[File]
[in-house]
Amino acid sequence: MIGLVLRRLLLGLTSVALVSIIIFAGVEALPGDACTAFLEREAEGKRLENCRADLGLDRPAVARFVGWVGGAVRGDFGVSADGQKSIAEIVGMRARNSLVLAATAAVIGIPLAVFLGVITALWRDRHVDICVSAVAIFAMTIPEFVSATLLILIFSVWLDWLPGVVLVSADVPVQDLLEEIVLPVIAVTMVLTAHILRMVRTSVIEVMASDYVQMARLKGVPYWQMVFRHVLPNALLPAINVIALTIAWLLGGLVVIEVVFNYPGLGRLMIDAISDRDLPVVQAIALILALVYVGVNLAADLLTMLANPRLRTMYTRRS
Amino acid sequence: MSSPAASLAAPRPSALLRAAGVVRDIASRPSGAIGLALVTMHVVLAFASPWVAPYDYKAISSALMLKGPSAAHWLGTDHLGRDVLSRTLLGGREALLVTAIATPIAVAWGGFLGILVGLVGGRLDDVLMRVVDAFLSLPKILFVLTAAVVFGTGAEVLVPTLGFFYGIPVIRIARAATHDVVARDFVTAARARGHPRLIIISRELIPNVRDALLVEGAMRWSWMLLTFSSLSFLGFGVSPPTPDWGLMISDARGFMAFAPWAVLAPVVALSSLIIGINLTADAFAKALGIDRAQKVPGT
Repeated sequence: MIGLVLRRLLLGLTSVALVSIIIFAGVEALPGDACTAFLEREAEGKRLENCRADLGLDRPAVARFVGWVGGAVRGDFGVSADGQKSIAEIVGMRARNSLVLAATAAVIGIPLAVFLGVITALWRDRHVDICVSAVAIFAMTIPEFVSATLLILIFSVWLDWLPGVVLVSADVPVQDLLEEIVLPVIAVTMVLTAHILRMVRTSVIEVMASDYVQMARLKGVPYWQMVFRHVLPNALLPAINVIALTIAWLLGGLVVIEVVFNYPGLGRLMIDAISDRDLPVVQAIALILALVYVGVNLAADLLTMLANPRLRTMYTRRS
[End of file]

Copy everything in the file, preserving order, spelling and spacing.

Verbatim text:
[in-house]
Amino acid sequence: MIGLVLRRLLLGLTSVALVSIIIFAGVEALPGDACTAFLEREAEGKRLENCRADLGLDRPAVARFVGWVGGAVRGDFGVSADGQKSIAEIVGMRARNSLVLAATAAVIGIPLAVFLGVITALWRDRHVDICVSAVAIFAMTIPEFVSATLLILIFSVWLDWLPGVVLVSADVPVQDLLEEIVLPVIAVTMVLTAHILRMVRTSVIEVMASDYVQMARLKGVPYWQMVFRHVLPNALLPAINVIALTIAWLLGGLVVIEVVFNYPGLGRLMIDAISDRDLPVVQAIALILALVYVGVNLAADLLTMLANPRLRTMYTRRS
Amino acid sequence: MSSPAASLAAPRPSALLRAAGVVRDIASRPSGAIGLALVTMHVVLAFASPWVAPYDYKAISSALMLKGPSAAHWLGTDHLGRDVLSRTLLGGREALLVTAIATPIAVAWGGFLGILVGLVGGRLDDVLMRVVDAFLSLPKILFVLTAAVVFGTGAEVLVPTLGFFYGIPVIRIARAATHDVVARDFVTAARARGHPRLIIISRELIPNVRDALLVEGAMRWSWMLLTFSSLSFLGFGVSPPTPDWGLMISDARGFMAFAPWAVLAPVVALSSLIIGINLTADAFAKALGIDRAQKVPGT
Repeated sequence: MIGLVLRRLLLGLTSVALVSIIIFAGVEALPGDACTAFLEREAEGKRLENCRADLGLDRPAVARFVGWVGGAVRGDFGVSADGQKSIAEIVGMRARNSLVLAATAAVIGIPLAVFLGVITALWRDRHVDICVSAVAIFAMTIPEFVSATLLILIFSVWLDWLPGVVLVSADVPVQDLLEEIVLPVIAVTMVLTAHILRMVRTSVIEVMASDYVQMARLKGVPYWQMVFRHVLPNALLPAINVIALTIAWLLGGLVVIEVVFNYPGLGRLMIDAISDRDLPVVQAIALILALVYVGVNLAADLLTMLANPRLRTMYTRRS